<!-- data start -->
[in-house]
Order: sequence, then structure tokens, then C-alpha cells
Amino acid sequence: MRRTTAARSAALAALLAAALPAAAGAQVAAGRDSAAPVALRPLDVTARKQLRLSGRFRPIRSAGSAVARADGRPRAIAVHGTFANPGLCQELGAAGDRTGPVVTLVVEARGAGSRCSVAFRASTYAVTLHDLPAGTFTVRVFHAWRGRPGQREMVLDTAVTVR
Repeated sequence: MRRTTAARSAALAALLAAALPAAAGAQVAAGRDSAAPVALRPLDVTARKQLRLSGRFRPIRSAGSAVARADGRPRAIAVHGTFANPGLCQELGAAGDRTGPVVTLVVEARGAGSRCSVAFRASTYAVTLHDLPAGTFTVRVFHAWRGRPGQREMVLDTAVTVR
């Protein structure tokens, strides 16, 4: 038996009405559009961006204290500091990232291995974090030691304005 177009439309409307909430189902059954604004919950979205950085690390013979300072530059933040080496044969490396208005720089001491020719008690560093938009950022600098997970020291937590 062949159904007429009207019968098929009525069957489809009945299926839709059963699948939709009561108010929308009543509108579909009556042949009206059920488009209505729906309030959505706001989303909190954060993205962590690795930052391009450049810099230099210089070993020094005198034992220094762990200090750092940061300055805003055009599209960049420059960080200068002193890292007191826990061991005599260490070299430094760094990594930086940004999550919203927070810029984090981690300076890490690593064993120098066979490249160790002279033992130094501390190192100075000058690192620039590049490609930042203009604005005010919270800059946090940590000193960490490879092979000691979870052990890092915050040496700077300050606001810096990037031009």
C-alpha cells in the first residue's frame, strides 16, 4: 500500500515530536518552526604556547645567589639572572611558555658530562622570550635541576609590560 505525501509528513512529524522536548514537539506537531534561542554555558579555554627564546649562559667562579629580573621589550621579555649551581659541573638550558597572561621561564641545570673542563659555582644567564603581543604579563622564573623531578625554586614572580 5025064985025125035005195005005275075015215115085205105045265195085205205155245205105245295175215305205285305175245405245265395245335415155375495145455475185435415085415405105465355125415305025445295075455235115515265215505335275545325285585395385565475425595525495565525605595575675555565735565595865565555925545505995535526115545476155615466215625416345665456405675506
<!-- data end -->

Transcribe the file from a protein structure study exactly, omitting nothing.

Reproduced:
[in-house]
Order: sequence, then structure tokens, then C-alpha cells
Amino acid sequence: MRRTTAARSAALAALLAAALPAAAGAQVAAGRDSAAPVALRPLDVTARKQLRLSGRFRPIRSAGSAVARADGRPRAIAVHGTFANPGLCQELGAAGDRTGPVVTLVVEARGAGSRCSVAFRASTYAVTLHDLPAGTFTVRVFHAWRGRPGQREMVLDTAVTVR
Repeated sequence: MRRTTAARSAALAALLAAALPAAAGAQVAAGRDSAAPVALRPLDVTARKQLRLSGRFRPIRSAGSAVARADGRPRAIAVHGTFANPGLCQELGAAGDRTGPVVTLVVEARGAGSRCSVAFRASTYAVTLHDLPAGTFTVRVFHAWRGRPGQREMVLDTAVTVR
């Protein structure tokens, strides 16, 4: 038996009405559009961006204290500091990232291995974090030691304005 177009439309409307909430189902059954604004919950979205950085690390013979300072530059933040080496044969490396208005720089001491020719008690560093938009950022600098997970020291937590 062949159904007429009207019968098929009525069957489809009945299926839709059963699948939709009561108010929308009543509108579909009556042949009206059920488009209505729906309030959505706001989303909190954060993205962590690795930052391009450049810099230099210089070993020094005198034992220094762990200090750092940061300055805003055009599209960049420059960080200068002193890292007191826990061991005599260490070299430094760094990594930086940004999550919203927070810029984090981690300076890490690593064993120098066979490249160790002279033992130094501390190192100075000058690192620039590049490609930042203009604005005010919270800059946090940590000193960490490879092979000691979870052990890092915050040496700077300050606001810096990037031009």
C-alpha cells in the first residue's frame, strides 16, 4: 500500500515530536518552526604556547645567589639572572611558555658530562622570550635541576609590560 505525501509528513512529524522536548514537539506537531534561542554555558579555554627564546649562559667562579629580573621589550621579555649551581659541573638550558597572561621561564641545570673542563659555582644567564603581543604579563622564573623531578625554586614572580 5025064985025125035005195005005275075015215115085205105045265195085205205155245205105245295175215305205285305175245405245265395245335415155375495145455475185435415085415405105465355125415305025445295075455235115515265215505335275545325285585395385565475425595525495565525605595575675555565735565595865565555925545505995535526115545476155615466215625416345665456405675506